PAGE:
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Reporting of the methodological quality of search strategies in orthodontic quantitative systematic reviews

Research output: Contribution to journalArticlepeer-review

Danah AlMubarak, Nikolaos Pandis, Martyn T. Cobourne, Jadbinder Seehra

Original languageEnglish
JournalEuropean Journal of Orthodontics
Published26 Dec 2020

King's Authors


Background: This study aimed to assess the reporting of the methodological quality of search strategies undertaken in orthodontic quantitative systematic reviews (SRs) and hence their reproducibility.

Materials and methods: A search of a single electronic database (Medline via PubMed) was undertaken to identify interventional orthodontic SRs with meta-analysis published within a 10-year period. The Cochrane Library of Systematic Reviews was also sourced. Full articles were reviewed by two assessors against the eligibility criteria. The reporting quality of each search strategy was assessed using a previously validated checklist with a score of 1 or 2 given for each of the eight items. Cumulative totals were calculated. Guided by previous research, the authors agreed the following cut-offs to categorize the overall level of quality: 8-10 (poor), 10-12 (fair), and greater than 13 (good).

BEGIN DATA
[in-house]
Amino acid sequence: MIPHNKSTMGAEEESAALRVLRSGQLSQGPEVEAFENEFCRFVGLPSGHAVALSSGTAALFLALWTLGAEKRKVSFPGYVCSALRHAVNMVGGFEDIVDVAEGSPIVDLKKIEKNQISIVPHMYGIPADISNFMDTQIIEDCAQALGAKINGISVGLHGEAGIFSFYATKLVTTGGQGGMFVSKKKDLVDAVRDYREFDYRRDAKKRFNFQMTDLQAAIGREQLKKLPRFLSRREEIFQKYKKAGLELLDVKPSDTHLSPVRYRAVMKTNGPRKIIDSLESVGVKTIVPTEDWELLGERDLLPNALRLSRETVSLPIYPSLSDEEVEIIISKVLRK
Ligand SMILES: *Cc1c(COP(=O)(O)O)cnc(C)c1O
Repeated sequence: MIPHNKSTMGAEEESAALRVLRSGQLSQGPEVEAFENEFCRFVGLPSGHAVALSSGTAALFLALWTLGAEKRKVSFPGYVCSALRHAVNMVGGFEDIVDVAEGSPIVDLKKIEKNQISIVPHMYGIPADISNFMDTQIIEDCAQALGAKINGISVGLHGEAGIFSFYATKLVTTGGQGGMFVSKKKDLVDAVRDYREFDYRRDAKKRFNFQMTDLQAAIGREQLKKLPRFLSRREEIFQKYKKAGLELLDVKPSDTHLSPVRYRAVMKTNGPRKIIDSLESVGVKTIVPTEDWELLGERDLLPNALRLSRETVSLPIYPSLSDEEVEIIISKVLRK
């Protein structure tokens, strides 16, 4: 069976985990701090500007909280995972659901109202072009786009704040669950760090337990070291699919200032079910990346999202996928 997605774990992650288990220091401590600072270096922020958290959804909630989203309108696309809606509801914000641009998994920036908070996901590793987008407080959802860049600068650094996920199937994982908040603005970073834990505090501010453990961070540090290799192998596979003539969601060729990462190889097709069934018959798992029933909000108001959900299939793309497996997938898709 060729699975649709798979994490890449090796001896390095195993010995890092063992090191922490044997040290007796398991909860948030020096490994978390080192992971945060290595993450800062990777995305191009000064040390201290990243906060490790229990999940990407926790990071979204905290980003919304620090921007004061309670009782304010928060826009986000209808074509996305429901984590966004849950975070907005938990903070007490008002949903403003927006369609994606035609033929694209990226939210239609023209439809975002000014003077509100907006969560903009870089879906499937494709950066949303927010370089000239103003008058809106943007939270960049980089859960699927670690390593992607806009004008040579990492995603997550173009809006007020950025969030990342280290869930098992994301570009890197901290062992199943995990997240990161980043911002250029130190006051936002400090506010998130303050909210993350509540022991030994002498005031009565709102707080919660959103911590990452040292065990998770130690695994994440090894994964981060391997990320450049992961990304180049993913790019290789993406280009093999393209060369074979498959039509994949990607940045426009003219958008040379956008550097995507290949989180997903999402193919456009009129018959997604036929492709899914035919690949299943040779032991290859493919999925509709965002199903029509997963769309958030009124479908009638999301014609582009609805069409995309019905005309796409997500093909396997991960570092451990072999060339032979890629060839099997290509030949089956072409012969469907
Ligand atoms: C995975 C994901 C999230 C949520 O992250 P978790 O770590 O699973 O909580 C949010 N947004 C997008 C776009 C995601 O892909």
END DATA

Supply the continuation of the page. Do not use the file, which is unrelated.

Results: A total of 127 SRs were analysed. The overall median quality score for the reporting of the search strategy was 14 [interquartile range (IQR): 13-15]. Cochrane SRs and those originating in Europe received higher aggregate scores, whereas no difference was evident based on Prospero registration. The continent of the corresponding author predicated the overall score. Non-Cochrane reviews achieved lower overall scores compared to Cochrane reviews (-1.0, 95% confidence interval: -1.65, -0.34, P = 0.003). The most frequently searched database was EMBASE (N = 93) and the median number of authors was 5 (IQR 4-6). Authors of 26.8% of SRs searched the grey literature. Language restrictions were applied to the search strategies of 88 (69.3%) SRs.

Conclusions: The reporting quality of search strategies undertaken in orthodontic SRs is at a good level but differences between Cochrane and non-Cochrane reviews currently exist. The reporting of searching of the grey literature and application of no language restrictions can be improved.

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